Climate change mitigation - Drivers and pressures (Ireland)

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This contribution describes the related key drivers and pressures on climate change in Ireland.
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23 Nov 2010
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Published: 26 Nov 2010 Modified: 11 May 2020 Feed synced: 23 Nov 2010 original

Drivers & Pressures

Under the Kyoto Protocol to the United Nations Framework Convention on Climate Change (UNFCCC), Ireland's total emissions are limited to an average of 62.8 million tonnes of CO2 equivalents per annum (13 per cent above the baseline estimate) in the period 2008-2012. The actual situation in relation to compliance with the Kyoto protocol will not be known until after this five year period.  However, we can estimate that after the first two years we are currently a total of 6.2 million tonnes above the target when the impact of the EU Emissions Trading Scheme and Forest Sinks are taken into account.

In 2009, Ireland's greenhouse gas emissions decreased across all sectors due to the effects of the economic downturn with a decline in total emissions of 7.9 per cent.

Ireland’s emissions profile has changed considerably since 1990, with the contribution from transport more than doubling and the share from agriculture reducing since 1998. In a European context it is notable that Irish per capita emissions of greenhouse gas emissions remain among the highest.

Agriculture is the largest source of emissions, representing 29 per cent of total national emissions in 2009. This is despite emissions from agriculture reaching a peak in 1998 and decreasing to below their 1990 level in recent years, reflecting a long-term decline in cattle population and in fertiliser use due to the Common Agricultural Policy. Ireland’s unique position, within the EU, as the country with the highest national proportion of agriculture emissions will present this country with major challenges in limiting emissions and meeting future targets.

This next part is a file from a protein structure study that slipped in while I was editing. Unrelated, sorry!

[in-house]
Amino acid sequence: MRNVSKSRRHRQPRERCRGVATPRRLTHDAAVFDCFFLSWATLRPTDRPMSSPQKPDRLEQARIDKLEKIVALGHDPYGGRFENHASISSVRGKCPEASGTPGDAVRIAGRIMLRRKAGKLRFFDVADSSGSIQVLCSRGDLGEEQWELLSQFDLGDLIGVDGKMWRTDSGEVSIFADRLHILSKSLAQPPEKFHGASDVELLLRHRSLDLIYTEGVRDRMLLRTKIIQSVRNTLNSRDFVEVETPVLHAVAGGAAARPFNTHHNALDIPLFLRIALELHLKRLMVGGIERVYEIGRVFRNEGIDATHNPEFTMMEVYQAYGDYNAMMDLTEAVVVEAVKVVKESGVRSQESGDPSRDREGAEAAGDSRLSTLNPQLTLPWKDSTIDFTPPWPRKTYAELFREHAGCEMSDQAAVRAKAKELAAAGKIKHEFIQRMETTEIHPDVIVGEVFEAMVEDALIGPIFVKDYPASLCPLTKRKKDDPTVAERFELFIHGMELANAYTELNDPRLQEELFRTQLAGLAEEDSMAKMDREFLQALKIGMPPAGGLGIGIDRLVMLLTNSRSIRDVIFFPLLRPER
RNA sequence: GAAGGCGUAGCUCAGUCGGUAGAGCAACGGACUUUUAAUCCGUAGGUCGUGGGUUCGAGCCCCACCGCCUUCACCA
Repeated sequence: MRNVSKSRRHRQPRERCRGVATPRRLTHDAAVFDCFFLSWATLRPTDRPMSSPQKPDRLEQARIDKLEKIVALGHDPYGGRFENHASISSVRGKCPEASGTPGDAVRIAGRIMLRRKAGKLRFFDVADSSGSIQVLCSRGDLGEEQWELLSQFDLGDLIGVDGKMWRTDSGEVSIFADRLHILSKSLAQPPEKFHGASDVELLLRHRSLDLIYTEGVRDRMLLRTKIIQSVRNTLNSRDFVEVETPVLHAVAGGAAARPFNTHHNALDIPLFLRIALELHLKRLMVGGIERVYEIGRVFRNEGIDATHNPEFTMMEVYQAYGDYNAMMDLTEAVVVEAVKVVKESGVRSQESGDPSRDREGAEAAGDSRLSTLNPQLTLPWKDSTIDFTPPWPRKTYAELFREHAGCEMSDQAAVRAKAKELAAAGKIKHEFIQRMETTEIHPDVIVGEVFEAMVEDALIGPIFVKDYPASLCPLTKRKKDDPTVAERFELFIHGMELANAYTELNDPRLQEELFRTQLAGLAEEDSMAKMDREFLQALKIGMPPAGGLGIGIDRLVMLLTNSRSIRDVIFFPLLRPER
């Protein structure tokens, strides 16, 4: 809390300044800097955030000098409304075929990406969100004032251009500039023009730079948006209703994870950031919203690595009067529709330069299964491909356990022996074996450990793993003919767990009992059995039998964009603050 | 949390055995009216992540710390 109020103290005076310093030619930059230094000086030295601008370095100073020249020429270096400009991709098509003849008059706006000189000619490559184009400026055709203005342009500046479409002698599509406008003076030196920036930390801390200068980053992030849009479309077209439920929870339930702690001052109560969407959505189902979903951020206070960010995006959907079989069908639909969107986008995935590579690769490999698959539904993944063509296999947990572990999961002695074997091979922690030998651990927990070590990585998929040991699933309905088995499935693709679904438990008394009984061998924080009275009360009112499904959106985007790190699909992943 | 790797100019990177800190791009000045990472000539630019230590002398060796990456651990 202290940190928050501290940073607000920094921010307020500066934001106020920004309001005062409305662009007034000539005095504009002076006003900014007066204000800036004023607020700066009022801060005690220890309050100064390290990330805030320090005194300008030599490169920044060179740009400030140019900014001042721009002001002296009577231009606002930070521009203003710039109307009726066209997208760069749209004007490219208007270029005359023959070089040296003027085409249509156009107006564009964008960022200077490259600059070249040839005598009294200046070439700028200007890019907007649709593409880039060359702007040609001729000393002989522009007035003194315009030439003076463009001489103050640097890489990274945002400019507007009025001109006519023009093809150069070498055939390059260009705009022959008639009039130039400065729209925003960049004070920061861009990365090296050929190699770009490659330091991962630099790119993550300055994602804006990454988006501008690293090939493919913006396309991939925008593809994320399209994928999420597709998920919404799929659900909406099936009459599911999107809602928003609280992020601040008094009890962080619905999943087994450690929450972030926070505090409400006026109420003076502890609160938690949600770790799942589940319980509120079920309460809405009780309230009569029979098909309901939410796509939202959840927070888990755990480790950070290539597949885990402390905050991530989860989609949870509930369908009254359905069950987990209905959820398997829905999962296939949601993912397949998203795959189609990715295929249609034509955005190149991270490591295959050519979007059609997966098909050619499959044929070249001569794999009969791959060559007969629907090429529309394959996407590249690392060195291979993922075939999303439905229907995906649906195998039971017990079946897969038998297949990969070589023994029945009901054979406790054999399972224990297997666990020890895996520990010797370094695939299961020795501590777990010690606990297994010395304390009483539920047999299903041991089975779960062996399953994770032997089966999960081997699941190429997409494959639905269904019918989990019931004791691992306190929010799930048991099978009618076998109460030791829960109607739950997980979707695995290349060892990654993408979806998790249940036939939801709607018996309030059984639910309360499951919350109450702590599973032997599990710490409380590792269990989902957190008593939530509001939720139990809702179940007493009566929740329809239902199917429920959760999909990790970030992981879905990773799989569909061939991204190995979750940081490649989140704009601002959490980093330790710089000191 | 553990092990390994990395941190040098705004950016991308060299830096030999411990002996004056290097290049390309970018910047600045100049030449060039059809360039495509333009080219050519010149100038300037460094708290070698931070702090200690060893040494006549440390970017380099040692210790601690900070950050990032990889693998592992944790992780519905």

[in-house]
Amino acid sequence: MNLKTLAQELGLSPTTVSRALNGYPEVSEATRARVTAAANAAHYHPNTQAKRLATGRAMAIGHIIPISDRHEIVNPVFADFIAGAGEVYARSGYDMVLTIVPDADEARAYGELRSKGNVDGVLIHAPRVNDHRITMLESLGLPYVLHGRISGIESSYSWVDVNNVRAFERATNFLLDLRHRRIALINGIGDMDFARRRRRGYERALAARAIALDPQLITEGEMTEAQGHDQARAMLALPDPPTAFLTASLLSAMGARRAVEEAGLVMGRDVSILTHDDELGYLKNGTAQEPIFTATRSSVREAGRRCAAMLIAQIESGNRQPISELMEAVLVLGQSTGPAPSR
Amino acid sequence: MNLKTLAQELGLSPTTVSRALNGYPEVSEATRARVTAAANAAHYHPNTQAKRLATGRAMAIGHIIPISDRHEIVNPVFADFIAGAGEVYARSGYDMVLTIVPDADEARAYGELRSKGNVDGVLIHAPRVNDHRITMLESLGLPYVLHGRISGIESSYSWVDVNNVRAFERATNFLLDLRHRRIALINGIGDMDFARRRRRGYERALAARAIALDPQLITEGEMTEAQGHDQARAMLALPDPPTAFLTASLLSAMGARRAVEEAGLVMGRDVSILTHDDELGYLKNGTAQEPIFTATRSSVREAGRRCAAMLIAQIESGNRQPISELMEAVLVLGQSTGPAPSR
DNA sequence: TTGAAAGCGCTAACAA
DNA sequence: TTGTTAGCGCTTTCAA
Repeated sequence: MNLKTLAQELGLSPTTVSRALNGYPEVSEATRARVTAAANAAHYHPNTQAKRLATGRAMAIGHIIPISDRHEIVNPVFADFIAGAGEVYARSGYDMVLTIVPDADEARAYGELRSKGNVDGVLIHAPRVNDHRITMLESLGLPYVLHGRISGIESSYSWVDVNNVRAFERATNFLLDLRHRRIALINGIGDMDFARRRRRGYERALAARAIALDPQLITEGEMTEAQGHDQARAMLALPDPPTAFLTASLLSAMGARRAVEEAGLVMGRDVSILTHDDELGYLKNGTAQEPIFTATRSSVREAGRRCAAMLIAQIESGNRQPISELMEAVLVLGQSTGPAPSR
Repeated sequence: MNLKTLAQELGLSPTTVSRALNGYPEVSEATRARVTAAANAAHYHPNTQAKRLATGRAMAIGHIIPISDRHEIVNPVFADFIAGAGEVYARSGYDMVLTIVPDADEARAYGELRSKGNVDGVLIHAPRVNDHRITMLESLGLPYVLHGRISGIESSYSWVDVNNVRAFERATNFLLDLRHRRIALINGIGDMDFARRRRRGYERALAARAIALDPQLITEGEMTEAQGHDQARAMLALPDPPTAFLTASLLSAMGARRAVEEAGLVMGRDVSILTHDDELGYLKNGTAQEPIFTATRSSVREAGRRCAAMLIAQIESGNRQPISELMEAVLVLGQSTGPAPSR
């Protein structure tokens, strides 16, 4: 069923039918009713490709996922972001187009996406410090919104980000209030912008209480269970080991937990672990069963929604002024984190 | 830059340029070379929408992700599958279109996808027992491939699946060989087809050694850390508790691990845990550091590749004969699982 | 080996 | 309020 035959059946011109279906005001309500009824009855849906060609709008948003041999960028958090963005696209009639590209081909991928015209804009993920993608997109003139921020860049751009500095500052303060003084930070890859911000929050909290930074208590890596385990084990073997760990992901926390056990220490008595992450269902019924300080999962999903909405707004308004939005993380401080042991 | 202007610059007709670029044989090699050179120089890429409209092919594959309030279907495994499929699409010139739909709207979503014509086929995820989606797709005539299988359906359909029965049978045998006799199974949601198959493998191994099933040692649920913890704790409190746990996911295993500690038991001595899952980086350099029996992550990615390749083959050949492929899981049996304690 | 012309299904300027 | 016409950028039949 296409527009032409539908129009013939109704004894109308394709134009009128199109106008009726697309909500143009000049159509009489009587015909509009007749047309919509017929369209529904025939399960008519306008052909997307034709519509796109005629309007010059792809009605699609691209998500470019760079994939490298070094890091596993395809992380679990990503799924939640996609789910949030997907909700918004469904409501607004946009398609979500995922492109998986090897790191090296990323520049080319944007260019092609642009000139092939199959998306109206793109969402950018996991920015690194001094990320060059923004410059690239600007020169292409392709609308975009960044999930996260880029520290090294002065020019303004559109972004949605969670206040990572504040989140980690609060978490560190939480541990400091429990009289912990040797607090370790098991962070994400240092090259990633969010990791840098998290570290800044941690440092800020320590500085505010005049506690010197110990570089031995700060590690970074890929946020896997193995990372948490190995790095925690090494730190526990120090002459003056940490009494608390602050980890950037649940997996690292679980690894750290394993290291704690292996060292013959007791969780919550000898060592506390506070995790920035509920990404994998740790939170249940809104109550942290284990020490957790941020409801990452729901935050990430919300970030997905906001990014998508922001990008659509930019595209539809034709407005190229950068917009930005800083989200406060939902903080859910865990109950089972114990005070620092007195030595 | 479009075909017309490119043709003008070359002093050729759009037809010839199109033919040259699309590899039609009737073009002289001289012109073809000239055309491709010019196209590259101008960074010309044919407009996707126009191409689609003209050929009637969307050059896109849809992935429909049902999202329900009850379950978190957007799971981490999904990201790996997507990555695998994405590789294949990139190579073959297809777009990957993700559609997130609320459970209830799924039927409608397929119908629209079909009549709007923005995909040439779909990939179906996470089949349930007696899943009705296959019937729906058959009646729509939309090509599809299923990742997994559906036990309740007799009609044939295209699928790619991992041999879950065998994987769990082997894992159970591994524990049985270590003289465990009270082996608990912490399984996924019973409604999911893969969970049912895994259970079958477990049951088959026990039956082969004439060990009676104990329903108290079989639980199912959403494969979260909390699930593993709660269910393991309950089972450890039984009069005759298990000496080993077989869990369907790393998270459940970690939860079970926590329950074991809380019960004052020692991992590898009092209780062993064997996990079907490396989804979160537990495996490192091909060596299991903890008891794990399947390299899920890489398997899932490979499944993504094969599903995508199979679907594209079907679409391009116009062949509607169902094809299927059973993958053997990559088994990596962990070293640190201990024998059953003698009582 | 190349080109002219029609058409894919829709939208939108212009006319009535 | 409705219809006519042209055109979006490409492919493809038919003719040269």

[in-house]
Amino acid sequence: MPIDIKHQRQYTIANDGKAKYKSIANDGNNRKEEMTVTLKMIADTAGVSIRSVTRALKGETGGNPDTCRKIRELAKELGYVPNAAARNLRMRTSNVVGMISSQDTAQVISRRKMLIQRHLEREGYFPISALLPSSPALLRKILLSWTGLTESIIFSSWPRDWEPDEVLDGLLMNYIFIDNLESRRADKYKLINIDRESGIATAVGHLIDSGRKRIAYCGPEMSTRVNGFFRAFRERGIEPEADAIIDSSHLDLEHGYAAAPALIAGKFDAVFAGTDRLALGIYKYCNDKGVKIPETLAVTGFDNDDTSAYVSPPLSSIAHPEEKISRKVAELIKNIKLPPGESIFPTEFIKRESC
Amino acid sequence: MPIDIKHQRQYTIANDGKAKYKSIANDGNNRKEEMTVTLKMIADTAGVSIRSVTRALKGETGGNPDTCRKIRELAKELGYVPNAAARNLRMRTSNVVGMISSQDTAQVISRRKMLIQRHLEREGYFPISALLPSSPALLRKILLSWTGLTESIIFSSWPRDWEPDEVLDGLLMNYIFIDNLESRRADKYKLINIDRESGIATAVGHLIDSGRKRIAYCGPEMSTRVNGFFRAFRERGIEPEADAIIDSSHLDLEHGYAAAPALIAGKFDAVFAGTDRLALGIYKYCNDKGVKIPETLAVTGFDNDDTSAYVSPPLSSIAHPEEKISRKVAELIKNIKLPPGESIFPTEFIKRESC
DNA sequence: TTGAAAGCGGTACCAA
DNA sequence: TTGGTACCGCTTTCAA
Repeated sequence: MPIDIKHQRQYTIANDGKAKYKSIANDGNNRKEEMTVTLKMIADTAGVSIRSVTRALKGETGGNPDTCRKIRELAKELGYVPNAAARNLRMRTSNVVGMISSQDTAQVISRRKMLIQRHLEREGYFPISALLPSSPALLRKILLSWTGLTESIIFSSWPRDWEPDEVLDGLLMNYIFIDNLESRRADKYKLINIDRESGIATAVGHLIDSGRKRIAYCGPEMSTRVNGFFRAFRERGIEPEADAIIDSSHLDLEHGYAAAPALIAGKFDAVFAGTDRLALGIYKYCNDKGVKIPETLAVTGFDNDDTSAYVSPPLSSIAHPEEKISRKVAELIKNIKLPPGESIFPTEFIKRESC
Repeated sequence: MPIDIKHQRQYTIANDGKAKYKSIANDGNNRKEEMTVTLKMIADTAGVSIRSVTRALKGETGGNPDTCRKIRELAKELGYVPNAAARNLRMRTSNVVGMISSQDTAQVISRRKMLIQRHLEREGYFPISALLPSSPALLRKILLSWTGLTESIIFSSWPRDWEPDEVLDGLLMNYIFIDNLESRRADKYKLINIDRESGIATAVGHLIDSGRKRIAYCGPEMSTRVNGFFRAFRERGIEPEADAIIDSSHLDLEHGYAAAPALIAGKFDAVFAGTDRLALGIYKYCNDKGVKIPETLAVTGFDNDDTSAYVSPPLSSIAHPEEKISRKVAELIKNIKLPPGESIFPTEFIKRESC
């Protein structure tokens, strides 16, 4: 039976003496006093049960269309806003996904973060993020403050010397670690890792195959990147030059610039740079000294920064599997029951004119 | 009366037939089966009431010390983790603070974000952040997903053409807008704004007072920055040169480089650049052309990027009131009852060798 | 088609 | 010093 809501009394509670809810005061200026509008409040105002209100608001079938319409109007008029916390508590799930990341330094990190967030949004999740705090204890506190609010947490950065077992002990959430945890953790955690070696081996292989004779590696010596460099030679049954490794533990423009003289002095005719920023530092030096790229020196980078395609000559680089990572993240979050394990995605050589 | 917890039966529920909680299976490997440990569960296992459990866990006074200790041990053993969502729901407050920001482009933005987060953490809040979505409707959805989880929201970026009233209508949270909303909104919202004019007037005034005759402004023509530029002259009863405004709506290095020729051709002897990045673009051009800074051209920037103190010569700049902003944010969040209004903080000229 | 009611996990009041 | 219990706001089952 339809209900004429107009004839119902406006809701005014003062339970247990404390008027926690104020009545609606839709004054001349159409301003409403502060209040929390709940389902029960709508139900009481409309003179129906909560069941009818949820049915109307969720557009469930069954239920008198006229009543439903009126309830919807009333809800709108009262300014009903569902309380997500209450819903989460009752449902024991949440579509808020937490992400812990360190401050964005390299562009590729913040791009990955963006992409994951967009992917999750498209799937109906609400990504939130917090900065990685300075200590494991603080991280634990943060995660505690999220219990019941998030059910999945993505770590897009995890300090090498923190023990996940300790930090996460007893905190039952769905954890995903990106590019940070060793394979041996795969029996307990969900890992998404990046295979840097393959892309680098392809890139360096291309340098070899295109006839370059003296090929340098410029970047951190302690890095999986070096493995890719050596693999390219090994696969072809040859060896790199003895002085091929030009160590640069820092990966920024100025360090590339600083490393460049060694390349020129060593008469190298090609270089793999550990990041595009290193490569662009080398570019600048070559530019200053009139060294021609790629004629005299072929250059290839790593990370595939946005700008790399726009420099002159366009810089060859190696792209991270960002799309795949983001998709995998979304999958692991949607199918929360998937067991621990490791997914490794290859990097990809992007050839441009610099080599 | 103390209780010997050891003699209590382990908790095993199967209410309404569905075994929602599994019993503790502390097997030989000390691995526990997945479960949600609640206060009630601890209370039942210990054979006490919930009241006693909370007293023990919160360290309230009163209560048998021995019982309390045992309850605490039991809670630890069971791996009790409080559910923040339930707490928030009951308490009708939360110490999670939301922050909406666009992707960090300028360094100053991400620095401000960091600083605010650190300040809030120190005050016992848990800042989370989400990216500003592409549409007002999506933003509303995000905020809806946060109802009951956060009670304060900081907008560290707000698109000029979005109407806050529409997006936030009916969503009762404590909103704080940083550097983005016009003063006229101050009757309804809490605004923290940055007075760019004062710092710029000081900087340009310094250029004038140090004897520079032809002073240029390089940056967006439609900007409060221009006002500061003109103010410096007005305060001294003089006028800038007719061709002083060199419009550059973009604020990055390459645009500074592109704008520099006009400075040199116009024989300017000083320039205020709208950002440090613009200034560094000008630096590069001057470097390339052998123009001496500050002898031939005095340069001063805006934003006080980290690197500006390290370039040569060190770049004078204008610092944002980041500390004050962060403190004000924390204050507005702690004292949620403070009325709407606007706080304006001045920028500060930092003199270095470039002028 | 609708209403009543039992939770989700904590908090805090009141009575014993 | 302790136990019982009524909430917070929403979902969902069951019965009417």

The energy industries represent 21 per cent of total national greenhouse gas emissions in 2009. Emissions from power generation account for the bulk of energy sector emissions. Since the mid 1990s, Ireland’s population growth has been significantly greater than the EU average. This coupled with the increase in the number of households, has placed greater demands on energy for heating and electricity, which to a large extent are fossil fuel based. Since around 2001 the improved efficiency of electricity generation by the use of less carbon intensive fuels, coupled with an increase in the share of renewables, have allowed increased electricity production while at the same time resulting in lower emissions. Emissions in 2009 were 10.7 per cent lower than in 2008.  This also reflects a reduced demand for electricity from end-users.

The transport sector, responsible for 21 per cent of total national emissions,  has been the fastest growing source of greenhouse gas emissions, showing a 156 per cent increase between 1990 and 2009. However, transport emissions were 7.7 per cent lower in 2009 than in 2008.  This is the second year in a row that a decrease in transport sector emissions has been reported. The decrease primarily reflects the impact of the economic downturn as well as the changes in vehicle registration tax and road tax introduced in mid-2008.

The industrial and commercial sector are responsible for 14.8 per cent of total national emissions.  Emissions from this sector are 20 per cent lower in 2009 compared to 2008. This reflects decreases in emissions from, primarily, food processing and cement production.


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Filed under: SOER2010, climate change
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